Food is a fundamental human necessity, essential to the sustenance of the human body. At the same time, food may be associated with pleasure, passion, even luxury. Food is also essential to the social body. Who eats what, who eats with whom, and whose appetites are satisfied and whose denied, are all profoundly social dynamics through which identities, relationships, and hierarchies are created and reproduced.
The SOAS MA programme in the Anthropology of Food offers students the opportunity to explore historically and culturally variable foodways, from foraging to industrial agriculture, from Europe and North America to Africa, Asia and South America. The programme asks students to trace the passage of food from plant to palate, and to examine who benefits, and who suffers, from contemporary modes of food production, exchange, preparation, and consumption. Students examine food policy at national and international levels, as well as the role played in its formation by the food industry.
Focus is given to the study of famine and the controversial role of food aid in securing food supplies. Debates over the impact of agricultural biotechnology on agrarian livelihoods and knowledge systems, as well as on the natural environment, are assessed. Movements toward organic agriculture, fair trade, and slow food are also analysed.
An anthropological approach to the study of food draws upon and challenges the perspectives of other disciplines, whether agronomy or nutritional science, economics or law, history or literature. Dependent upon individual interests and experiences, graduates of the programme may pursue research degrees in any number of academic disciplines, or find employment in food-related government ministries, international organizations, development agencies, or non-governmental associations, as well as in the fields of public health, education, and media, or in the catering industry.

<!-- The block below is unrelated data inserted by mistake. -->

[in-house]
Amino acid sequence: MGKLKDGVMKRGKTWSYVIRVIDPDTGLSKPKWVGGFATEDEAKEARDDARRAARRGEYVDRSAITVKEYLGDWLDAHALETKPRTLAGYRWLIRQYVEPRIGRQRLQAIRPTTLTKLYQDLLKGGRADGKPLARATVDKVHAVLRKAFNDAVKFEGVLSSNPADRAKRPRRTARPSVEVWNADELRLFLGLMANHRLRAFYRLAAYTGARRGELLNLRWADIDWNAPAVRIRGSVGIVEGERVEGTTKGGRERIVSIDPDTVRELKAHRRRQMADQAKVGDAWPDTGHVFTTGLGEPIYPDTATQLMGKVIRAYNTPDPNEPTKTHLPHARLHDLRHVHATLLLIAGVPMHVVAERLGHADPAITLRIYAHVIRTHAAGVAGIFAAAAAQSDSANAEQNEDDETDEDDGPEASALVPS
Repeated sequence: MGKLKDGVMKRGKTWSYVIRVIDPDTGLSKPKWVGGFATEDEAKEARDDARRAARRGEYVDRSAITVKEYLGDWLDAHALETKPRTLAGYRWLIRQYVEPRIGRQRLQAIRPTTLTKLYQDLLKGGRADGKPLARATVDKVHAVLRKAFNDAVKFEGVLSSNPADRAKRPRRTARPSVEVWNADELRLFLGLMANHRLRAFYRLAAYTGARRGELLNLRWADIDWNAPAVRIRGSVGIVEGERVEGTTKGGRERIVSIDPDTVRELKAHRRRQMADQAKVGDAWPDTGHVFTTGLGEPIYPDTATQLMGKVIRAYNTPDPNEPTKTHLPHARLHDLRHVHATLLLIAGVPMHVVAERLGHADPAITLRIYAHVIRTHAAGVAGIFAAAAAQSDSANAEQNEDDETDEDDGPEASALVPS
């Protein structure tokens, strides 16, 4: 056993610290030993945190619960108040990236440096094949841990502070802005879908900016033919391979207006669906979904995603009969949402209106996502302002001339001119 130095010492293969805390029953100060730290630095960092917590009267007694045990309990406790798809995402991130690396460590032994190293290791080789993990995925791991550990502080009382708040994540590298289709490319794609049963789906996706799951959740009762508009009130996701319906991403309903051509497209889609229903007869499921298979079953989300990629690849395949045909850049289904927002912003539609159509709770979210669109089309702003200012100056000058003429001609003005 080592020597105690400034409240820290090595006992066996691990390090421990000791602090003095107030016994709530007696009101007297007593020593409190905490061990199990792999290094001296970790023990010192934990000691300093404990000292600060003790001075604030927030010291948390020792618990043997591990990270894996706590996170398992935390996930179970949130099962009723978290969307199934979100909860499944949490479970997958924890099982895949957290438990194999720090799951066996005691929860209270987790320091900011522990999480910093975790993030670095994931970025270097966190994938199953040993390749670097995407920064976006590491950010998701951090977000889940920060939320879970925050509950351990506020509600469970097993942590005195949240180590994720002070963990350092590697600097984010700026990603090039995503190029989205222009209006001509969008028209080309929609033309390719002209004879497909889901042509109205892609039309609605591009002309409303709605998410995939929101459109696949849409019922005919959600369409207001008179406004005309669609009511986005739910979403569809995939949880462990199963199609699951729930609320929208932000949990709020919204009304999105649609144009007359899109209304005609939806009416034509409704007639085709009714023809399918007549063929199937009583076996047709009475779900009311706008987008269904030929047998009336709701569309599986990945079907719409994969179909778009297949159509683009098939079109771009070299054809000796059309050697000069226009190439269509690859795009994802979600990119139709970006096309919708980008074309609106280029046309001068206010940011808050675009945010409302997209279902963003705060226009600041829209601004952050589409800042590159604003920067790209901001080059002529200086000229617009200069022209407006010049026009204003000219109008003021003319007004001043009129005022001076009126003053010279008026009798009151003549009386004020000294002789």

Tuition fee for the international students.)
European Economic Area tuition fee is applicable to the students from EU countries, Iceland, Liechtenstein, Norway and Switzerland.)
The programme consists of four units in total: three units of examined courses and a one unit dissertation of 10,000 words.
Option Courses Anthropology Option Courses
Courses taught outside the Department of Anthropology
These courses are available subject to approval by the course convenor. Students may take no more than one full unit of courses taught outside of the Department of Anthropology. A language unit taught in the Faculty of Lanuages & Cultures may be taken.
Minimum Entry Requirements: Minimum upper second class BA degree (or equivalent) in the humanities or social or natural sciences, or significant experience in a relevant food- and/or agriculture-related career.
In order to ensure that SOAS students have a sufficient standard of English to study effectively, we require overseas students to submit evidence, during the application process, of their current level of proficiency.
Score for Unconditional Entry
No work experience is required.
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